Part 3 of 4: Why an entrepreneurial innovator chose to stimulate demand for his car dealership key management solution with sustained PR & thought leadership, years before he began advertising. And how the strategy reaped dividends for his business.
This is the third of a 4-part series of blog posts based on my latest interview of one of my longest standing clients. I’ve been working with Paul Smith since 2008 when his business, eTag, was still in start-up mode.
My agency Agility PR supported his growth right through the Great Recession and out the other side. We were still there through eTag’s acquisition by ASSA Abloy in late 2014, becoming the software offering within Traka Automotive.
I wanted to find out why Paul Smith (in picture) who is now heading up Traka Automotive’s international expansion, stuck with our brand of thought leadership campaigning and media outreach through more than 12 years.
Q9. What was the value of the Thought Leadership content around ‘The Future of the Car Dealer’ theme that we wrote for you from 2016 onwards for the likes of Car Dealer, MTN, IMI Magazine/MotorPro, ARN and ARP?
“Like you, I agreed that you need to earn the right to talk to someone about key management or any other chunky five figure investment. By giving a great deal of thought leadership content into the market in such a consistent way we were earning that right. The idea was always to get the reaction after reading these pieces – ‘this guy knows what’s going on in my market and understands the mega trends likely to impact us going forward. I wonder if the product he offers is any good – let’s go and have a look.’ And when he Googles Traka Automotive, he realises how focused on his market and solving his problems we are.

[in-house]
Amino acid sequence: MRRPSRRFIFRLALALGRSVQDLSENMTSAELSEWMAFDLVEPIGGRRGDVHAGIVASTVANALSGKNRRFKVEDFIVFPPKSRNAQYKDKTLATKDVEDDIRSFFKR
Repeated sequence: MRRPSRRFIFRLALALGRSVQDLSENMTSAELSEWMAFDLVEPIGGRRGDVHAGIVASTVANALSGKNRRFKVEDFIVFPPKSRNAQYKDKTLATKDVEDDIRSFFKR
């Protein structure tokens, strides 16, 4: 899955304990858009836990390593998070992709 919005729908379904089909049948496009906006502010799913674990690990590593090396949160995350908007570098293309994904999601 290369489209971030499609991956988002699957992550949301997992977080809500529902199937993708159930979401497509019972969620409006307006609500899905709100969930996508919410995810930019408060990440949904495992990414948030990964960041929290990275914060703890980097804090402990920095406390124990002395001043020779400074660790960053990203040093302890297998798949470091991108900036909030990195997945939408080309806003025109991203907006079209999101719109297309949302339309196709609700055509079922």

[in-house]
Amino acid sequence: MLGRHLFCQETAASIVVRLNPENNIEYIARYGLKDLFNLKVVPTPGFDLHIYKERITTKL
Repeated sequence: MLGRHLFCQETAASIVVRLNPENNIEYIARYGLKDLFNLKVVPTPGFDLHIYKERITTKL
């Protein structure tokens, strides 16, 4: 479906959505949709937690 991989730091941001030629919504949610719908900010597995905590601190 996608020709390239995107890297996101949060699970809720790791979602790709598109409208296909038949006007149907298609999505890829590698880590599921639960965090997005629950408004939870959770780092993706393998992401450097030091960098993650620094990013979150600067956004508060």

“It’s not going to make them want to buy. However, you have to remember when we got into this work we had already spent the best part of nine years creating the market for electronic key management to the point where few in the prestige market didn’t know a little bit about the merits of electronic key management and most of those knew we were the leading provider in the space.
“It just added to that, the notion that when you do finally pick up the phone to us, we can talk to you on the same level in the industry because we understand the pressures you’re facing, the changes you’re preparing for.
“So, you are talking to them as a peer rather than being ‘that bloke who sells electronic key management’ but hasn’t got much else to offer. You win respect from all that thought leadership.”
Q10. How did the car dealership trade media coverage and relations feature in all this?
“The press has an interesting position in all this. Our customers have to have a good relationship with the trade media and vice versa because they need to write about their progress. So, if you can ingratiate yourself with them through a combination of some advertising budget, but also frankly getting any copy they’ve commissioned you to write in on time and to a high quality, that stands you in good stead.
“They start to trust you, rely on you and then you get to know them as individuals – building that relationship further and then sometimes you find they introduce you to new dealer principals – they can open doors. The media is part of the great big web of connections which help raise awareness of you with the right people both through their pages and their conversations with other influencers and decision-makers across the industry.”
Q11. What was the value of adding advertising (off and online) from 2016?
“It’s less sophisticated. It’s about reminding people ‘we are here, and we are selling this which delivers the following key benefits you may not have thought about’. In isolation it would do nothing. But because of all the thought leadership content that we had out there and awareness of electronic key management, it worked.”